German hacker-tool law snares...no-one
Security researchers are put out
The COE treaty which the German law is intended to implement, noted that it was not intended to create criminal liability where "the production, sale, procurement for use, import, distribution or otherwise making available or possession ... is not for the purpose of committing a [computer crime] offence."
If I intend to facilitate some other crime like unauthorized access or destruction, then can’t I be prosecuted as a conspirator or aider and abettor even without this statute? Moreover, because the definition of computer crime hinges on the authorization to access or use a computer system or network, it is difficult if not impossible to determine whether the creation or distribution of the tool is intended to facilitate a crime. A wily hacker could simply say — with a wink and a nod — that the tool “should not be used to commit any crime,” and thereby escape liability.
Better laws needed
For all these reasons, the German statute is a mess.
While we can empathize with the desire to keep hacker tools out of the hands of script kiddies who intend harm, and keep black hat hackers from developing and distributing ever more sophisticated hacker tools and zero day attacks, the problem remains that these same tools can be and are used for good purposes by good people. While the statute attempts to focus on bad people with bad intent, it lacks the precision to do so.
There were a few cases where the German statute was challenged. The government investigated but declined to prosecute the online magazine Tec-Channel in September 2007, where someone offered a password cracker on the website. In that case, the Federal Office for Security in Information Technology (BSI) determined that there was no intent to violate section 202(c).
There has been a constitutional challenge to the statute. German law, like the law of many countries, requires that criminal statutes be sufficiently definite to describe precisely what is prohibited without overreaching and banning conduct which should be permissible. In Germany, this is codified in Article 103(2) of the fundamental laws of the Constitution.
Right after the law went into force, a German computer security company Visukom filed a lawsuit seeking to declare the statute to be unconstitutionally vague and prohibiting lawful and legitimate conduct. The case remains pending, and according to Visukom’s former president, should be decided later this year.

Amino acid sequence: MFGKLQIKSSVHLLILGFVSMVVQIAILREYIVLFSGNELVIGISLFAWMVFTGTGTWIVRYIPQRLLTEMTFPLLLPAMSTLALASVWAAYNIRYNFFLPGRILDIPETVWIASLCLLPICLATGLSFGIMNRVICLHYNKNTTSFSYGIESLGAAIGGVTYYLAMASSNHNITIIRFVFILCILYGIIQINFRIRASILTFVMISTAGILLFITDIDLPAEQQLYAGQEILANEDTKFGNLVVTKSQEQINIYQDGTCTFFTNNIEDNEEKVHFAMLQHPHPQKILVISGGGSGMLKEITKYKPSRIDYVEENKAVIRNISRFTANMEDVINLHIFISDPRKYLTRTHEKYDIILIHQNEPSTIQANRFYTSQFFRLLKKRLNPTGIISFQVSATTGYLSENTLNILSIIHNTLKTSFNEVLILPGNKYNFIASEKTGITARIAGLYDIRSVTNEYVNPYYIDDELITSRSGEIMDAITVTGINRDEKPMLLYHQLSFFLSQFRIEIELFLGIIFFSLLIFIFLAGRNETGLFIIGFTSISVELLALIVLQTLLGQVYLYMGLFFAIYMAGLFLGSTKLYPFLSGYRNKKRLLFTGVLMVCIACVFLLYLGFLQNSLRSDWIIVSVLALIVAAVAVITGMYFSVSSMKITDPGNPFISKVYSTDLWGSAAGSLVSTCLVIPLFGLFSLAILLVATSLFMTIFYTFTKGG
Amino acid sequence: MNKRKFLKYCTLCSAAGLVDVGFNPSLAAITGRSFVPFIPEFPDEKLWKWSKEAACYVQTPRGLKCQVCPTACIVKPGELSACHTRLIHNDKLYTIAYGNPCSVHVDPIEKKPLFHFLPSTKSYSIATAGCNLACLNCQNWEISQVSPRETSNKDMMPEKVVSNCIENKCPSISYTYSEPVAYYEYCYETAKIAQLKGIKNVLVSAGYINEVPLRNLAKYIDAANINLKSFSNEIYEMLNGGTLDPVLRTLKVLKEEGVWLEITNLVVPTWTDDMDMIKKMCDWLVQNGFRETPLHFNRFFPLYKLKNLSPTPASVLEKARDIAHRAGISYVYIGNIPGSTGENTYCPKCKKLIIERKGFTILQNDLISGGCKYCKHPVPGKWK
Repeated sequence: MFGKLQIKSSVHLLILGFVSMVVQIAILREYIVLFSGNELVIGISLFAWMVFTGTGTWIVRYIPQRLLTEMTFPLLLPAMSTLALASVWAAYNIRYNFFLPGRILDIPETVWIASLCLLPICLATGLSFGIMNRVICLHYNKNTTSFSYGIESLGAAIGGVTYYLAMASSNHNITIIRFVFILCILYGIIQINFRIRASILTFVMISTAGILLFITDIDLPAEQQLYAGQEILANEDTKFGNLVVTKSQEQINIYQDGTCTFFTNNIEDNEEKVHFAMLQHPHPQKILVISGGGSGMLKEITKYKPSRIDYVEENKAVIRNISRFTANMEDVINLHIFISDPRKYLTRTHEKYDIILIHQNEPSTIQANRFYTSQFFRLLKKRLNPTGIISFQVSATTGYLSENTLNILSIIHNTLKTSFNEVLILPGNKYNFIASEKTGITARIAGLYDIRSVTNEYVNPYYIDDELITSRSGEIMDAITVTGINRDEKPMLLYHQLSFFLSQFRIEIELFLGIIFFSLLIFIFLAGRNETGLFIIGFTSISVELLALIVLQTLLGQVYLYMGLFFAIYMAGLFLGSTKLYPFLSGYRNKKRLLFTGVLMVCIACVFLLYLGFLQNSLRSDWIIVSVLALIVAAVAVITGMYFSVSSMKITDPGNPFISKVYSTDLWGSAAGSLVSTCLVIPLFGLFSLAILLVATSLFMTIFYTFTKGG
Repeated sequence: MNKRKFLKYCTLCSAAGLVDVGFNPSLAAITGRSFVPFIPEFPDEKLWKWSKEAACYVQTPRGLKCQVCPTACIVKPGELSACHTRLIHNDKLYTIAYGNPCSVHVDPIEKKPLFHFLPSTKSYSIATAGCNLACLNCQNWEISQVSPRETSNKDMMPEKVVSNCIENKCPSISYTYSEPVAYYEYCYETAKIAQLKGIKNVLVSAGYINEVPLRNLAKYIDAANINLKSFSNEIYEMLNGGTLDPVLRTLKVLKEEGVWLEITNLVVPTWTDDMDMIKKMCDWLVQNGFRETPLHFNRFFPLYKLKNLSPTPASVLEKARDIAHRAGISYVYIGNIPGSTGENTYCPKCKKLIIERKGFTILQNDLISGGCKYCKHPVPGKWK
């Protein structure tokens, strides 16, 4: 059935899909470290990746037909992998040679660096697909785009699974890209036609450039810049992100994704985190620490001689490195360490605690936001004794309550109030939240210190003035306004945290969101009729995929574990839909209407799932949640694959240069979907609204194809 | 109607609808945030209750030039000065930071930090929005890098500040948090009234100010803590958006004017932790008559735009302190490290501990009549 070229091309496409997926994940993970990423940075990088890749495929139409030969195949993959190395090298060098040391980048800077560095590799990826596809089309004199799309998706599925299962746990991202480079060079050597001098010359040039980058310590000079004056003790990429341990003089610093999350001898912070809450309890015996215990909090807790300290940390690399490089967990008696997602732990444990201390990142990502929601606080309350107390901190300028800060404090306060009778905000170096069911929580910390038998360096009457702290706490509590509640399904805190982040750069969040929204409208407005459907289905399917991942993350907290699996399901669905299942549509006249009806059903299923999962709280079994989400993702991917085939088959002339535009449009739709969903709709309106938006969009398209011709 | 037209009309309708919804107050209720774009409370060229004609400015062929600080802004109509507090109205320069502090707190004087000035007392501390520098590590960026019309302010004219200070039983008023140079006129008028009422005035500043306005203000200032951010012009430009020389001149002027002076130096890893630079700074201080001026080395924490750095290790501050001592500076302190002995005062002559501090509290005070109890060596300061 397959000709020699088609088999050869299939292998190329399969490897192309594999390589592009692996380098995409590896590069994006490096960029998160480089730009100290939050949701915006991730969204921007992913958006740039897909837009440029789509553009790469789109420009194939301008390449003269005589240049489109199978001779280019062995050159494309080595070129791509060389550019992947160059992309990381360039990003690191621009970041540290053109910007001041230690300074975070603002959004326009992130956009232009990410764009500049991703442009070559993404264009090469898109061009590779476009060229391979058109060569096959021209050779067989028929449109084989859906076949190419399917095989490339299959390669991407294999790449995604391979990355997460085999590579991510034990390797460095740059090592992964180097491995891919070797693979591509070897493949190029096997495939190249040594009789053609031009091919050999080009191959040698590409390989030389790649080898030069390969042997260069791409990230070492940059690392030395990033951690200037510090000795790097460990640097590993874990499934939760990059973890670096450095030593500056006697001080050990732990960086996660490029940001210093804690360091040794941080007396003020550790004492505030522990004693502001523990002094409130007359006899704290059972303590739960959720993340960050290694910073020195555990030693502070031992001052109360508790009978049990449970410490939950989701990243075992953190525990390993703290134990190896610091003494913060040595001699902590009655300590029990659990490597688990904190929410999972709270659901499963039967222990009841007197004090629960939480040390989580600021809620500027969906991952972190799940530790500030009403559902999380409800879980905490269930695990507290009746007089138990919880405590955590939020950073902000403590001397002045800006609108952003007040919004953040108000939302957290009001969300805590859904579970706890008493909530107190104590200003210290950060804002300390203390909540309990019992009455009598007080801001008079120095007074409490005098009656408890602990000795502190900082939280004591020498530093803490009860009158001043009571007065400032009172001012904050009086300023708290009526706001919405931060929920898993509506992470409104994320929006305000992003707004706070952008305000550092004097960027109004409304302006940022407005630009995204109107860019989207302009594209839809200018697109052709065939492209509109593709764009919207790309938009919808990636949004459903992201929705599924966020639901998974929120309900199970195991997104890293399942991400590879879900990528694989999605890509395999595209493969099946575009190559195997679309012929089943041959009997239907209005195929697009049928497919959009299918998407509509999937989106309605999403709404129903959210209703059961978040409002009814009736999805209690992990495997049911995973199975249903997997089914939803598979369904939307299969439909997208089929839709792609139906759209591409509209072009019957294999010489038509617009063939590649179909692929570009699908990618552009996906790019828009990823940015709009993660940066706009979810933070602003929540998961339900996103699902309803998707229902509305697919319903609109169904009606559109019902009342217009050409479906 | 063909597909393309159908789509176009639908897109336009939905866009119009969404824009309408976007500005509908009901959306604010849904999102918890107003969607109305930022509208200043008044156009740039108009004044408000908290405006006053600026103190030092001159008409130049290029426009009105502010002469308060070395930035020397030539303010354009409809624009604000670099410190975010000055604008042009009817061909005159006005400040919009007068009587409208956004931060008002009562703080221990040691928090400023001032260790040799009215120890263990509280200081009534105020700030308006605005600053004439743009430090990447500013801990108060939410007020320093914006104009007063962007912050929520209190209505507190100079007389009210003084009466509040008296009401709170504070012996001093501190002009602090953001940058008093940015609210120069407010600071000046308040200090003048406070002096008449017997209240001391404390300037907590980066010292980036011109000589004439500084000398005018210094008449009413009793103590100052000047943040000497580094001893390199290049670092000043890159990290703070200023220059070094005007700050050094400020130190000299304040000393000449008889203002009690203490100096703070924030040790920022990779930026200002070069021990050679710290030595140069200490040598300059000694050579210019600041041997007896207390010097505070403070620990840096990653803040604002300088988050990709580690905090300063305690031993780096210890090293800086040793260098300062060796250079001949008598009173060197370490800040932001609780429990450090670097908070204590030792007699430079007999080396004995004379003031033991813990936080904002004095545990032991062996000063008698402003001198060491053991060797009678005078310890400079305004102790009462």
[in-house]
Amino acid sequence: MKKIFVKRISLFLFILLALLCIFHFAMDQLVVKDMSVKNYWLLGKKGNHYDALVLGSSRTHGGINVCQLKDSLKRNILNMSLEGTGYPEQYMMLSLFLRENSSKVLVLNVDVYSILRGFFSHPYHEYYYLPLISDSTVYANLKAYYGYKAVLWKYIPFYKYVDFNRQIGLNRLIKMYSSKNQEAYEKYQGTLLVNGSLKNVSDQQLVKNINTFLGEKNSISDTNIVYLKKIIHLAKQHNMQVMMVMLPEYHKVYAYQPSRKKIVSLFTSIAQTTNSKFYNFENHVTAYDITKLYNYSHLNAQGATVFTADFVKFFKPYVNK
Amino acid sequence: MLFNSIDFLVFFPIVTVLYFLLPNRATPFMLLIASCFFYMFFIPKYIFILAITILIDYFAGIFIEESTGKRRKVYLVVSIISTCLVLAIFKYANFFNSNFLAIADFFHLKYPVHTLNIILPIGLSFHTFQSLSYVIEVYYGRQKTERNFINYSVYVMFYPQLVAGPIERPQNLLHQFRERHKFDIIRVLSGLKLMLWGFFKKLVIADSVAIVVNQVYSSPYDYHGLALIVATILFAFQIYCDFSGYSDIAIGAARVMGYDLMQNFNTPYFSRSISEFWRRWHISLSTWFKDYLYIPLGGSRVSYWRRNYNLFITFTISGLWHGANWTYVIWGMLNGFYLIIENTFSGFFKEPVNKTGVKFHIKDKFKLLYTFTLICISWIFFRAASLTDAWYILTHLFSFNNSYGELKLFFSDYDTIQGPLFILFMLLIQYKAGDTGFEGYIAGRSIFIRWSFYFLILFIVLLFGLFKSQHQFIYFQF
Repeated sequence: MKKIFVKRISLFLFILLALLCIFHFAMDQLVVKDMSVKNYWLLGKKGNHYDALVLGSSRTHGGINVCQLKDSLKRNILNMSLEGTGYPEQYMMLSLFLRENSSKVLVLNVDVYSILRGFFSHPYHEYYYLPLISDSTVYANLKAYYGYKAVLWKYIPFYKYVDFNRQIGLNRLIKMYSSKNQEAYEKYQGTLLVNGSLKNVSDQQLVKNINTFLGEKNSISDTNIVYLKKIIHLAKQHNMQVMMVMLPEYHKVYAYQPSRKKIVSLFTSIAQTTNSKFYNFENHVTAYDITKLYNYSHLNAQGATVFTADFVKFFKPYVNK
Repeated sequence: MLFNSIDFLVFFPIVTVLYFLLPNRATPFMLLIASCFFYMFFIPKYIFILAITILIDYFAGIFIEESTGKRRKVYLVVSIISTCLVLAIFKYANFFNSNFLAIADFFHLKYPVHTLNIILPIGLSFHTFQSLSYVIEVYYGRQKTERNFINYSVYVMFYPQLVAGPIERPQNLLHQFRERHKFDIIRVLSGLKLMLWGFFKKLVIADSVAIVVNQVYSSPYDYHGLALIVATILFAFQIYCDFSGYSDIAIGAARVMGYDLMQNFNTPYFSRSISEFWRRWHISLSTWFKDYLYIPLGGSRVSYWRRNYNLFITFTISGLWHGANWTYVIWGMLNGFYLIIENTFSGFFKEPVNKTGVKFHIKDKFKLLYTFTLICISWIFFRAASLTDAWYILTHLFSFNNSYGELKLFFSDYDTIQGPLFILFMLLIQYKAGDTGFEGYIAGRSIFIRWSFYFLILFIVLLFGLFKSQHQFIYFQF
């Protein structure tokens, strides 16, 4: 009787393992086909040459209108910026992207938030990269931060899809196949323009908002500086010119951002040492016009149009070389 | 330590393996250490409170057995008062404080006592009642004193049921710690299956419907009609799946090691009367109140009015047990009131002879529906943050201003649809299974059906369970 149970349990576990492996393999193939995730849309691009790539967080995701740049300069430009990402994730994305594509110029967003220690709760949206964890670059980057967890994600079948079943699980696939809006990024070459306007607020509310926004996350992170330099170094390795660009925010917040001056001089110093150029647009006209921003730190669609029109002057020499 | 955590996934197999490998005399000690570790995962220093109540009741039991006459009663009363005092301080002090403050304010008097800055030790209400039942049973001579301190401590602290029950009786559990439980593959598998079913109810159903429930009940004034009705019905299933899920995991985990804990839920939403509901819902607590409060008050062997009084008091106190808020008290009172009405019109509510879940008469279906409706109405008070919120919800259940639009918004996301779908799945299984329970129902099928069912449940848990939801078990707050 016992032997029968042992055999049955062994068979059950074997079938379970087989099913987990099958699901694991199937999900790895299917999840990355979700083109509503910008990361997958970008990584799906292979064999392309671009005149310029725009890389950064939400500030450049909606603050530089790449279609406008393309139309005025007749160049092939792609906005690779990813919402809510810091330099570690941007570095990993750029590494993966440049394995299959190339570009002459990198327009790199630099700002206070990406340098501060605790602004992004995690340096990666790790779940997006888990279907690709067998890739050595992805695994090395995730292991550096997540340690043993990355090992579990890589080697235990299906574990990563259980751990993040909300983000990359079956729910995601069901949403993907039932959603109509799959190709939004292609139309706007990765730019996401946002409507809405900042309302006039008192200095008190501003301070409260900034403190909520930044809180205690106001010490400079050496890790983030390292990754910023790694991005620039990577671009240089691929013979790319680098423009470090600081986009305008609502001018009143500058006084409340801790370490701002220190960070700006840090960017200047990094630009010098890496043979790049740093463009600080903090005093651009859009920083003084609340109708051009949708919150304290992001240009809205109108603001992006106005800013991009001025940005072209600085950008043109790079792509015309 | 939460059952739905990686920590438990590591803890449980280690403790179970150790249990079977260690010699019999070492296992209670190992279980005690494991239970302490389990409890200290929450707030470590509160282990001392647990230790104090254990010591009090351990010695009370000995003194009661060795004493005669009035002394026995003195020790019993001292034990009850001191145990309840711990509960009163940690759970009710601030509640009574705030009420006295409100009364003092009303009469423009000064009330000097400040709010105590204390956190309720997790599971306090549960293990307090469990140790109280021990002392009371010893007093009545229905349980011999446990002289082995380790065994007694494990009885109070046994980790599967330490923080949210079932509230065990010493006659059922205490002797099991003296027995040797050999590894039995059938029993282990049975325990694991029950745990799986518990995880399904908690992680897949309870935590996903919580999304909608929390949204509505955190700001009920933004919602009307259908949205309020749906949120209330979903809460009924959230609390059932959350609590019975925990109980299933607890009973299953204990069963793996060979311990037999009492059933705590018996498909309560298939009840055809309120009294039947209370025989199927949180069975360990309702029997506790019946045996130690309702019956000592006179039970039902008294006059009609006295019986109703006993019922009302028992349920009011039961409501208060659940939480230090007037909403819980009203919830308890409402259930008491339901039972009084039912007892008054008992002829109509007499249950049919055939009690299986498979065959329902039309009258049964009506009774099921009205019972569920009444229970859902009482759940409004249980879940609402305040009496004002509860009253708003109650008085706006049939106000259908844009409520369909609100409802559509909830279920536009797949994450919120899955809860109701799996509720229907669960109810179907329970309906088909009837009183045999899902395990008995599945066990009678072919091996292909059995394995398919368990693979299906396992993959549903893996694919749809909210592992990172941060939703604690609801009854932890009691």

We should recognize that there are similar laws on the books in the UK, Poland and even in the United States. Amendments to the UK Computer Misuse Act in 2006 created a new section which makes it a crime if someone "makes, adapts, supplies or offers to supply any [program or data] intending it to be used to commit, or to assist in the commission of [a cybercrime] believing that it is likely to be so used."
Similarly, Article 269(b) of the Polish penal code states that, "whoever prepares, obtains, sells or makes available for other persons the computer devices or software tailored to the purposes of committing [a cybercrime], or prepares computer passwords, entry codes or other data that makes information stored in a computer system or network available” shall be guilty of a crime. While neither the United States nor Canada appear to have any explicit "hacker tools" statutes, the US makes it a crime to make or distribute hardware or software designed to get pirated cable or satellite TV signals.
Two years out, the German law has been effectively used to scare legitimate security researchers, while no reported cases have been brought against computer hackers for a violation of the hacker tools provision.
We should use the general laws against conspiracy and aiding and abetting crime — laws which require strict proof of intent to facilitate crime, or acting in concert to achieve an objective — rather than simply passing laws which, subject to the whim of the local prosecutor, could be used to criminalize legitimate conduct.
Mark D. Rasch is an attorney and technology expert in the areas of intellectual property protection, computer security, privacy and regulatory compliance. He formerly worked at the Department of Justice, where he was responsible for the prosecution of Robert Morris, the Cornell University graduate student responsible for the so-called Morris Worm and the investigations of the Hannover hackers featured in Clifford Stoll’s book, "The Cuckoo’s Egg."
This article originally appeared in Security Focus.
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